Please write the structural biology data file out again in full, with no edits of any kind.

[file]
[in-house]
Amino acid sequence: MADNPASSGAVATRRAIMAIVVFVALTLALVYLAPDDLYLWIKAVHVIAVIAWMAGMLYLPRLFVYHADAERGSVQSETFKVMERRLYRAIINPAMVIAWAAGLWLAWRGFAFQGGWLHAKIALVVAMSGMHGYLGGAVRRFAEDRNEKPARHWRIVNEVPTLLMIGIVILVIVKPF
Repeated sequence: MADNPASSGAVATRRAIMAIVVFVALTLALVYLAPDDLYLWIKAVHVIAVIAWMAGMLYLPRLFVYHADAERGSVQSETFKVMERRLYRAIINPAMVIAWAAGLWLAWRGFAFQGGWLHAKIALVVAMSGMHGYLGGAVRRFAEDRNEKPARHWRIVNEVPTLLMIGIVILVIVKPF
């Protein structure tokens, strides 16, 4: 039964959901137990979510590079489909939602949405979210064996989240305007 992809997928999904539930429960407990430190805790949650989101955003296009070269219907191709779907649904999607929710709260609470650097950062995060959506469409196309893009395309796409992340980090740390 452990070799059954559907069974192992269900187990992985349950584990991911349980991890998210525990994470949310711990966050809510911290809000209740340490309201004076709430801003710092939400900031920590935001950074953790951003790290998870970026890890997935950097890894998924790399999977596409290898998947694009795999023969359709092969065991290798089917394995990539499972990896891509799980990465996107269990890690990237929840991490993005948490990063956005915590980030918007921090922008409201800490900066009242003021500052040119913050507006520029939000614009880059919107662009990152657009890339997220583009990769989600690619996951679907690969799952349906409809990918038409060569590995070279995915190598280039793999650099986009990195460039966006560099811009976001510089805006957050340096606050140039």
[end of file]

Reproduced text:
[in-house]
Amino acid sequence: MADNPASSGAVATRRAIMAIVVFVALTLALVYLAPDDLYLWIKAVHVIAVIAWMAGMLYLPRLFVYHADAERGSVQSETFKVMERRLYRAIINPAMVIAWAAGLWLAWRGFAFQGGWLHAKIALVVAMSGMHGYLGGAVRRFAEDRNEKPARHWRIVNEVPTLLMIGIVILVIVKPF
Repeated sequence: MADNPASSGAVATRRAIMAIVVFVALTLALVYLAPDDLYLWIKAVHVIAVIAWMAGMLYLPRLFVYHADAERGSVQSETFKVMERRLYRAIINPAMVIAWAAGLWLAWRGFAFQGGWLHAKIALVVAMSGMHGYLGGAVRRFAEDRNEKPARHWRIVNEVPTLLMIGIVILVIVKPF
């Protein structure tokens, strides 16, 4: 039964959901137990979510590079489909939602949405979210064996989240305007 992809997928999904539930429960407990430190805790949650989101955003296009070269219907191709779907649904999607929710709260609470650097950062995060959506469409196309893009395309796409992340980090740390 452990070799059954559907069974192992269900187990992985349950584990991911349980991890998210525990994470949310711990966050809510911290809000209740340490309201004076709430801003710092939400900031920590935001950074953790951003790290998870970026890890997935950097890894998924790399999977596409290898998947694009795999023969359709092969065991290798089917394995990539499972990896891509799980990465996107269990890690990237929840991490993005948490990063956005915590980030918007921090922008409201800490900066009242003021500052040119913050507006520029939000614009880059919107662009990152657009890339997220583009990769989600690619996951679907690969799952349906409809990918038409060569590995070279995915190598280039793999650099986009990195460039966006560099811009976001510089805006957050340096606050140039």